"The Shack" was one of those surprise books that came out of nowhere -- a self-published religious novel about a missing girl who is found years after her disappearance, and a man's personal visit from God.

Written with "the imagination of a writer and the passion of a theologian," as one reviewer said, it has sold millions of copies in 30 languages.

Canadian author William Paul Young's second novel, "Cross Roads," has just been published by FaithWords. Young, who now lives in Oregon, will be in the Twin Cities on Monday for a reading and signing. Here, he talks about how writing is a lot like being pregnant, and how he could really use a writing room.

Q You've had an unusual life -- growing up in New Guinea, facing many personal hardships [sexual abuse, an extramarital affair] that ultimately led to a break with your church. And yet "The Shack" is a very religious book. How does your faith inform your life and work?

A I think that faith and the content of what we believe informs everything about the way we live. That content spills over and out of the ordinary and customary of our lives.

I would not want you to confuse my resistance to institutional religion with a lack of love for the Church. I adore the Church -- people of community who are stumbling heavenward together. You'll find me right in the middle of that motley mix.

Q You're one of the few who have found success through self-publishing. What would you tell other writers who hope to crack the bestseller list on their own?

A I actually don't have much advice. I had no such hope and it still is not a force in my life. For writers, write. Write for those you care about. Write to get the inner world out. When you share your work, listen closely to those who don't know you. Write to create and open space, not to reduce it. As best you can, write without expectations. When we can learn to live without expectations, everything is a gift.

Q Describe your writing room.

A A writing room ... what a novel idea. I should probably get me one of those. I tend to write when the timing seems right. Where I am is not as important. When I begin seriously working on a project, the place becomes a mess, notes and papers everywhere.

Q What is your writing strategy -- do you have rituals that you maintain?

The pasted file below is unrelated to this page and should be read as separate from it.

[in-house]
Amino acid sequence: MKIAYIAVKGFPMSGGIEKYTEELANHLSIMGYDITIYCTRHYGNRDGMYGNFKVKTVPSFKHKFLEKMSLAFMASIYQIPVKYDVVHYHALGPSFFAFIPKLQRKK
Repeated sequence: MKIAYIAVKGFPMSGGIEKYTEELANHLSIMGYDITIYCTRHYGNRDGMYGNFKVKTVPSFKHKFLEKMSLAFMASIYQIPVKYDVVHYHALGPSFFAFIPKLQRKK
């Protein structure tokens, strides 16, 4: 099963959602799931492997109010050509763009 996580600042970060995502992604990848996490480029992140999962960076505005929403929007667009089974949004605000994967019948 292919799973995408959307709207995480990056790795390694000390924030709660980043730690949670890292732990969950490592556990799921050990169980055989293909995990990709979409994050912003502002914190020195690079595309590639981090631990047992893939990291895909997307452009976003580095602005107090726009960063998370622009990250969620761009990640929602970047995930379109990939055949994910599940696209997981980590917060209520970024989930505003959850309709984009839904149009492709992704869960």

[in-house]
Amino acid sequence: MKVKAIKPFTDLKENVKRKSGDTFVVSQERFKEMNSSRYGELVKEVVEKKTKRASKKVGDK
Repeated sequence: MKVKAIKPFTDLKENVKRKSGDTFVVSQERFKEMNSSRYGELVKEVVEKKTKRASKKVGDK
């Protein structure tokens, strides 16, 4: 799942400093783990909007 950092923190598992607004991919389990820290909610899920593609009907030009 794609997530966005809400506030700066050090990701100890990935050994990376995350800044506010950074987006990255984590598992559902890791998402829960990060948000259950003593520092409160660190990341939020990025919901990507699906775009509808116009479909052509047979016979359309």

A I have no rituals about writing. As I think about it, I don't have many generally. I am not one of those dedicated writers who writes a certain amount each day. For me, the process is probably as close to being pregnant as I will ever get. Kim [his wife] and I have six children, so I am quite familiar with it. Sometimes it is a joy and other times -- morning sickness. When the timing is right, it emerges to take on a life of its own.

Q How do you get past writer's block (or the distraction of the Internet)?

A I define "writer's block" as "wanting to do something else more." So I go do something else until the compulsion to write is greater than anything else.

Q Do you have a favorite book from childhood?

A "The Little Prince," by Antoine de Saint-Exupèry, which remains one of my favorite books. Add a little Tarzan, Madeleine L'Engle, comic books and Sherlock Holmes, and you get a pretty good feel for my childhood.

Q What books do you re-read?

A Certain books in the Bible, like the Gospels and the Psalms. I also re-read books by certain writers, like Jacques Ellul, C.S. Lewis, and some of the classics.

Q What's on your desk?

A A laptop stand. A couple glass ladybugs that my grandchildren try and play with, a stack of letters people have written to me; a pile of sticky notes with random thoughts and to-dos on them.

Don't open the desk drawers, though, you might fall in and get lost. Generally, I think you would describe my office as a beautiful mess.

Q Where are you right now? Describe what you see.

A I am sitting in a Manhattan hotel on the day that "Cross Roads" has launched. I just returned from 14 back-to-back satellite TV interviews. The city is bouncing back from Hurricane Sandy, and debris is still piled high in places.

New York sounds are frequent: sirens, voices and honking. Halfway down the street stands the Church of Our Savior, where I slipped in and enjoyed the artistry of people long gone but whose touch remains to remind me that there is a bigger reality that we are all part of. My heart is grateful.

Q What are you reading right now?

A Baxter Kruger's book "The Shack Re-visited," for obvious reasons. Jean Vanier, "Drawn Into the Mystery of Jesus Through the Gospel of John." Also, the new book by Brian D. McLaren, "Why Did Jesus, Moses, the Buddha, and Mohammed Cross the Road?"

Q What's been the best place so far to do a reading?

A I don't think there is a bad place.

Laurie Hertzel • 612-673-7302